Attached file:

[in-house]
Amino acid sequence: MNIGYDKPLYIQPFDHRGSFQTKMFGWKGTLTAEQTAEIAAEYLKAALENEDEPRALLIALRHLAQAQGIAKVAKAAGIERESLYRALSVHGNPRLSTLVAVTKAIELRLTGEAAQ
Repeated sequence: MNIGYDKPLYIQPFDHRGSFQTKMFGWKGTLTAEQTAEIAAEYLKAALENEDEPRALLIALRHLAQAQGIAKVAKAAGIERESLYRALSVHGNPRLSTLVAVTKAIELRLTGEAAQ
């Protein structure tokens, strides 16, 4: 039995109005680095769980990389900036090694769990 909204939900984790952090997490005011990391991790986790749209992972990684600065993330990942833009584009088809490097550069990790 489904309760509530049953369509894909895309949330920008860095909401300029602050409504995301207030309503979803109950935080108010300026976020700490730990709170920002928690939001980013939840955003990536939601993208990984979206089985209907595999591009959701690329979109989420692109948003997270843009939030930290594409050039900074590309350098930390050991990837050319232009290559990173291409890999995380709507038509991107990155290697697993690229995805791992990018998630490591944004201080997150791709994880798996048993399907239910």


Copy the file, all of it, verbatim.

[in-house]
Amino acid sequence: MNIGYDKPLYIQPFDHRGSFQTKMFGWKGTLTAEQTAEIAAEYLKAALENEDEPRALLIALRHLAQAQGIAKVAKAAGIERESLYRALSVHGNPRLSTLVAVTKAIELRLTGEAAQ
Repeated sequence: MNIGYDKPLYIQPFDHRGSFQTKMFGWKGTLTAEQTAEIAAEYLKAALENEDEPRALLIALRHLAQAQGIAKVAKAAGIERESLYRALSVHGNPRLSTLVAVTKAIELRLTGEAAQ
């Protein structure tokens, strides 16, 4: 039995109005680095769980990389900036090694769990 909204939900984790952090997490005011990391991790986790749209992972990684600065993330990942833009584009088809490097550069990790 489904309760509530049953369509894909895309949330920008860095909401300029602050409504995301207030309503979803109950935080108010300026976020700490730990709170920002928690939001980013939840955003990536939601993208990984979206089985209907595999591009959701690329979109989420692109948003997270843009939030930290594409050039900074590309350098930390050991990837050319232009290559990173291409890999995380709507038509991107990155290697697993690229995805791992990018998630490591944004201080997150791709994880798996048993399907239910």